“The worst Help system I have ever seen”

Sarah Maddox reported from the WritersUA conference that Microsoft’s April Reagan gave a frank presentation on the planning and design that has gone into version 3 of Microsoft Help.

She was quoted as saying the feedback on the Help 2 (used in Windows Vista) was poor. For example, “This is the worst help system I have ever seen”. 

At a previous WritersUA conference, Joe Welinske reported Microsoft implemented a couple of changes when it developed the online Help for Vista. The biggest changes were (a) they developed a new Help viewer and (b) they used technical journalists instead technical authors to write the Help topics. They chose journalists because they wanted Help topics to be closer to knowledge-base articles. I’m not aware of any other major changes.

I wonder if the change in writing  style was the main cause of such negative feedback towards Vista’s Help. Users often just want to do things, and they can be best helped by short, clear chunks of text focused on getting the job done.

It will interesting to see if Microsoft changes its approach to writing, as well as the Help viewer itself,  in future releases of Windows.


T. Morrow

When I read “Users often just want to do things,….”, I couldn’t help but comment. I have worked with FrameMaker for years, and I simply refuse to open the OLH, preferring instead independent books, blogs, or other sites. The reason is that FrameMaker OLH offers long, detailed discourses instead of – as you write – “…short, clear chunks of text…”.
I would have to say the FrameMakers help system is certainly one of the worst I have ever seen.


What annoys me is that Help Authoring software often has an appalling Help system! You’d think they’d know how to do it properly…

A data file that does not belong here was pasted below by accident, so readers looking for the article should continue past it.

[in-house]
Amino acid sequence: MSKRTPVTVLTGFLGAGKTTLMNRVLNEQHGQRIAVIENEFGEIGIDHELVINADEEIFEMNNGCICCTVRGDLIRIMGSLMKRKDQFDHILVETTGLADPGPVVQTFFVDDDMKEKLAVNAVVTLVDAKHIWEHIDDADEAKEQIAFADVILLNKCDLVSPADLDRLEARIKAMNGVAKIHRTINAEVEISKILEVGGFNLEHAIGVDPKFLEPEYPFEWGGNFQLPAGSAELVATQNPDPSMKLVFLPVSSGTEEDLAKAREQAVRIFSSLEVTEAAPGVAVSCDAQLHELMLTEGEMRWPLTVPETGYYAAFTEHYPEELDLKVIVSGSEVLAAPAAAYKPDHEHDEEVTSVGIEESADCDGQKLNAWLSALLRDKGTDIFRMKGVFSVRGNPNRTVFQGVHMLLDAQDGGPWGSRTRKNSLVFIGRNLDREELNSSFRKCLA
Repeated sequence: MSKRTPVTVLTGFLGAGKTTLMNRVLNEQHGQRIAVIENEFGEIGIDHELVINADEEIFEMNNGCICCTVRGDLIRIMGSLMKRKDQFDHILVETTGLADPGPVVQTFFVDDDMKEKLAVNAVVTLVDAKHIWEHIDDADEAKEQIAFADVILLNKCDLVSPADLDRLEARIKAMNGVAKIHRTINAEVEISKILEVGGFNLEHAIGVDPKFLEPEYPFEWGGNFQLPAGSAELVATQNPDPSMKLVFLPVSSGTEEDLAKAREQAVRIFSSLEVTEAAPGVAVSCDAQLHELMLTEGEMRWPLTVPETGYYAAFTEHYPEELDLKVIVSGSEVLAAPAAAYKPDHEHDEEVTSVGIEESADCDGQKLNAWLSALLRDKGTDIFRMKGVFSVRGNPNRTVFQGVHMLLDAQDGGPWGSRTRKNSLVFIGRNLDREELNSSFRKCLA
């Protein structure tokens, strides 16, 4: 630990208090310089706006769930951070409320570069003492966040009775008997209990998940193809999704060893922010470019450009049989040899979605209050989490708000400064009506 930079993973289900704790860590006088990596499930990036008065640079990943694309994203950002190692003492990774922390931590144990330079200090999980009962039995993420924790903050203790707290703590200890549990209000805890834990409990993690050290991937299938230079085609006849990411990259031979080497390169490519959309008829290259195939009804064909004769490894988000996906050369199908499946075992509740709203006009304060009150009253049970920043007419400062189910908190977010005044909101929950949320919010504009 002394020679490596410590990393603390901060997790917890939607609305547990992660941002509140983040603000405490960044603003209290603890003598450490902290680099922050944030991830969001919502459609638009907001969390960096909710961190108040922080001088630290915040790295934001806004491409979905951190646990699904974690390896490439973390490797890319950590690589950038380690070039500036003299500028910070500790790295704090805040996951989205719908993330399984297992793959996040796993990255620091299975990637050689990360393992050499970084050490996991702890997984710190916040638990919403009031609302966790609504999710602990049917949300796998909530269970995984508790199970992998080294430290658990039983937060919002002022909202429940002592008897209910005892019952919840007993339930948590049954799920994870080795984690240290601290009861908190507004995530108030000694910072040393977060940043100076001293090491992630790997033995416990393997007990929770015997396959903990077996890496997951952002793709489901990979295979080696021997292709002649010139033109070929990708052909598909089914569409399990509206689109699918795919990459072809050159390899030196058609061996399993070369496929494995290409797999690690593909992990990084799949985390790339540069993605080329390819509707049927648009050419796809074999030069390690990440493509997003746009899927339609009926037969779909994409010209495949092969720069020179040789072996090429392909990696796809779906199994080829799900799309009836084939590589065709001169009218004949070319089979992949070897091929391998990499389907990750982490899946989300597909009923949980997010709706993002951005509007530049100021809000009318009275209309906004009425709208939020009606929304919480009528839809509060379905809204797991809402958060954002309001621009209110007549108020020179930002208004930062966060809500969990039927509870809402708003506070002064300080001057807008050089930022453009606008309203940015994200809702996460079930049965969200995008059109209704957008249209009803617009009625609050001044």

Having said that, the wonderful ForeHelp had the best Help system I’ve ever seen.

Rachel P

L_Russell: I second that! Help Authoring software often has truly terrible help. Author-it’s is painfully bad: lots of procedures for how to do things, but no information at all about why you might want to do that thing …. or what the effects of doing it might be.

Apparently, tools designed for usability designers also have terrible usability. Maybe there’s some sort of pattern here …

Rick Stone

LOL, something like “The cobbler’s children’s shoes” or “The plumber’s leaky pipes” comes to mind with this post and these comments.

Sarah Maddox

Hallo Ellis,

Thank you for linking to my post 🙂 and also for the interesting information about Microsoft’s change from technical writers to technical journalists when creating Help 2.

At the WritersUA session, one of the most-discussed drawbacks in Help 2 was the plethora of topics that come back when you search for information, and the uneasy mix between local information and internet-based information, sometimes resulting even in a double table of contents. It’s basically unusable.

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